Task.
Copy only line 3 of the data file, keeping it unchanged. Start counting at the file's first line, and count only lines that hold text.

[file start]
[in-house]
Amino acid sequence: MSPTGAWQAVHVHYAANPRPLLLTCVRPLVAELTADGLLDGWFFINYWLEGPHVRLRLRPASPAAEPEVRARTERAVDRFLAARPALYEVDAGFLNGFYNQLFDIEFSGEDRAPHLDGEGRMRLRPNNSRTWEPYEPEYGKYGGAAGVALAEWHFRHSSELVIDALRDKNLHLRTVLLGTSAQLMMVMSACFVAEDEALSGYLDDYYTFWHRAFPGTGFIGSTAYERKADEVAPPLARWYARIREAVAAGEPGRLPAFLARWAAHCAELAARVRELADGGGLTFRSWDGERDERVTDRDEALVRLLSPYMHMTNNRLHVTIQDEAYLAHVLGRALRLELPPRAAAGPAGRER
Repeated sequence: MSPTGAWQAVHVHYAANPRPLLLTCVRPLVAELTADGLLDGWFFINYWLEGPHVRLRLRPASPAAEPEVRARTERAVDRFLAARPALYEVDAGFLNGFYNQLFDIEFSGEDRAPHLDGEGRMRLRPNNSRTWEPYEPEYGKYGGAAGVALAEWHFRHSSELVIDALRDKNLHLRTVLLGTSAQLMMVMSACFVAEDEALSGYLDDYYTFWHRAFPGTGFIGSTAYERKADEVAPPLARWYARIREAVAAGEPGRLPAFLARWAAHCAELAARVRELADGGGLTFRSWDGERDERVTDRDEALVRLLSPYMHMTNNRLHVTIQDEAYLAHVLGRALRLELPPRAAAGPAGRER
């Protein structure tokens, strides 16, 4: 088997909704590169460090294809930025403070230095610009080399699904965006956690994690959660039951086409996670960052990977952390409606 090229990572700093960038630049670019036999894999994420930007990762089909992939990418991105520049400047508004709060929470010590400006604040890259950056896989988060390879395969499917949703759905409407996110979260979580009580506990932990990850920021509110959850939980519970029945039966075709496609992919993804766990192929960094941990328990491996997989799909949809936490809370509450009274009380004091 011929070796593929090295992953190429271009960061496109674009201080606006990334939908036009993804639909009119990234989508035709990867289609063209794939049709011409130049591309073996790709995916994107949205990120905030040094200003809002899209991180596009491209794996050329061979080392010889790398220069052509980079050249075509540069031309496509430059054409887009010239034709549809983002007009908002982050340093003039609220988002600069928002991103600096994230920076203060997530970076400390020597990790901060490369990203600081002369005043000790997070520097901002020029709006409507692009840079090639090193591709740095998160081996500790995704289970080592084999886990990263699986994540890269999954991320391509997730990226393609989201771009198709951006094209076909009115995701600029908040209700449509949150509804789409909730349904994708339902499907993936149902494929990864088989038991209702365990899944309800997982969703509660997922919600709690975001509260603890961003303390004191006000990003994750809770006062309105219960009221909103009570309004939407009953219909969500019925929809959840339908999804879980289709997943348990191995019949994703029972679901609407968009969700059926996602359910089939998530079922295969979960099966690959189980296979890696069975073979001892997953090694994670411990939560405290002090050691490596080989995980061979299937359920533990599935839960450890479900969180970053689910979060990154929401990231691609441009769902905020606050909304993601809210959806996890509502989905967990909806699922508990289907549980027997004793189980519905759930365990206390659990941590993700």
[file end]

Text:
Repeated sequence: MSPTGAWQAVHVHYAANPRPLLLTCVRPLVAELTADGLLDGWFFINYWLEGPHVRLRLRPASPAAEPEVRARTERAVDRFLAARPALYEVDAGFLNGFYNQLFDIEFSGEDRAPHLDGEGRMRLRPNNSRTWEPYEPEYGKYGGAAGVALAEWHFRHSSELVIDALRDKNLHLRTVLLGTSAQLMMVMSACFVAEDEALSGYLDDYYTFWHRAFPGTGFIGSTAYERKADEVAPPLARWYARIREAVAAGEPGRLPAFLARWAAHCAELAARVRELADGGGLTFRSWDGERDERVTDRDEALVRLLSPYMHMTNNRLHVTIQDEAYLAHVLGRALRLELPPRAAAGPAGRER